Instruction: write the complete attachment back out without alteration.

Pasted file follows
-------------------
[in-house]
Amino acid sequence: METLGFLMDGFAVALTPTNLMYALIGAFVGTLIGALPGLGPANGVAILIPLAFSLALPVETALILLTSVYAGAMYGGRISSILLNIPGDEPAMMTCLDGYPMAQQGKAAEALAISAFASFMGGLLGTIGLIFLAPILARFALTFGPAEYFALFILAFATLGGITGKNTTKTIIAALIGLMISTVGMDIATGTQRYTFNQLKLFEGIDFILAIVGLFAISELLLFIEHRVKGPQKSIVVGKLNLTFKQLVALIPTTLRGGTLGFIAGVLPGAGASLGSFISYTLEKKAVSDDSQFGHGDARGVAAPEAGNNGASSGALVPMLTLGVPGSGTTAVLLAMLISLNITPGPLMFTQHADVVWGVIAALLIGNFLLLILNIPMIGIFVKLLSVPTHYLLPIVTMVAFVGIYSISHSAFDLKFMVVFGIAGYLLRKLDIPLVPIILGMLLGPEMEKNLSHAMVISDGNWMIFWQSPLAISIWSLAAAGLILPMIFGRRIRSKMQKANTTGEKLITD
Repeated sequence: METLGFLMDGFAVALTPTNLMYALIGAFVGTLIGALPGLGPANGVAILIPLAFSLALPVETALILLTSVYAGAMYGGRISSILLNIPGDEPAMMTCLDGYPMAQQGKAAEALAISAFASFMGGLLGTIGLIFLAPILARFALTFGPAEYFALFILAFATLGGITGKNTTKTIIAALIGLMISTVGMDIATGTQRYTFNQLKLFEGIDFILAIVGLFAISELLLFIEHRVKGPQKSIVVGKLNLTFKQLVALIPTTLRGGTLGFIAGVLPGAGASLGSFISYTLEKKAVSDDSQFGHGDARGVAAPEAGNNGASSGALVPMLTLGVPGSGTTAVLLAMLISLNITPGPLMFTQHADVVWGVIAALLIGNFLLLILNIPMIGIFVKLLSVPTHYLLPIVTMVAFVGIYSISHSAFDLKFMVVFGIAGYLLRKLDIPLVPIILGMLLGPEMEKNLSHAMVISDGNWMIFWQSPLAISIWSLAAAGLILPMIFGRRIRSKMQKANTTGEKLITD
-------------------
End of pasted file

[in-house]
Amino acid sequence: METLGFLMDGFAVALTPTNLMYALIGAFVGTLIGALPGLGPANGVAILIPLAFSLALPVETALILLTSVYAGAMYGGRISSILLNIPGDEPAMMTCLDGYPMAQQGKAAEALAISAFASFMGGLLGTIGLIFLAPILARFALTFGPAEYFALFILAFATLGGITGKNTTKTIIAALIGLMISTVGMDIATGTQRYTFNQLKLFEGIDFILAIVGLFAISELLLFIEHRVKGPQKSIVVGKLNLTFKQLVALIPTTLRGGTLGFIAGVLPGAGASLGSFISYTLEKKAVSDDSQFGHGDARGVAAPEAGNNGASSGALVPMLTLGVPGSGTTAVLLAMLISLNITPGPLMFTQHADVVWGVIAALLIGNFLLLILNIPMIGIFVKLLSVPTHYLLPIVTMVAFVGIYSISHSAFDLKFMVVFGIAGYLLRKLDIPLVPIILGMLLGPEMEKNLSHAMVISDGNWMIFWQSPLAISIWSLAAAGLILPMIFGRRIRSKMQKANTTGEKLITD
Repeated sequence: METLGFLMDGFAVALTPTNLMYALIGAFVGTLIGALPGLGPANGVAILIPLAFSLALPVETALILLTSVYAGAMYGGRISSILLNIPGDEPAMMTCLDGYPMAQQGKAAEALAISAFASFMGGLLGTIGLIFLAPILARFALTFGPAEYFALFILAFATLGGITGKNTTKTIIAALIGLMISTVGMDIATGTQRYTFNQLKLFEGIDFILAIVGLFAISELLLFIEHRVKGPQKSIVVGKLNLTFKQLVALIPTTLRGGTLGFIAGVLPGAGASLGSFISYTLEKKAVSDDSQFGHGDARGVAAPEAGNNGASSGALVPMLTLGVPGSGTTAVLLAMLISLNITPGPLMFTQHADVVWGVIAALLIGNFLLLILNIPMIGIFVKLLSVPTHYLLPIVTMVAFVGIYSISHSAFDLKFMVVFGIAGYLLRKLDIPLVPIILGMLLGPEMEKNLSHAMVISDGNWMIFWQSPLAISIWSLAAAGLILPMIFGRRIRSKMQKANTTGEKLITD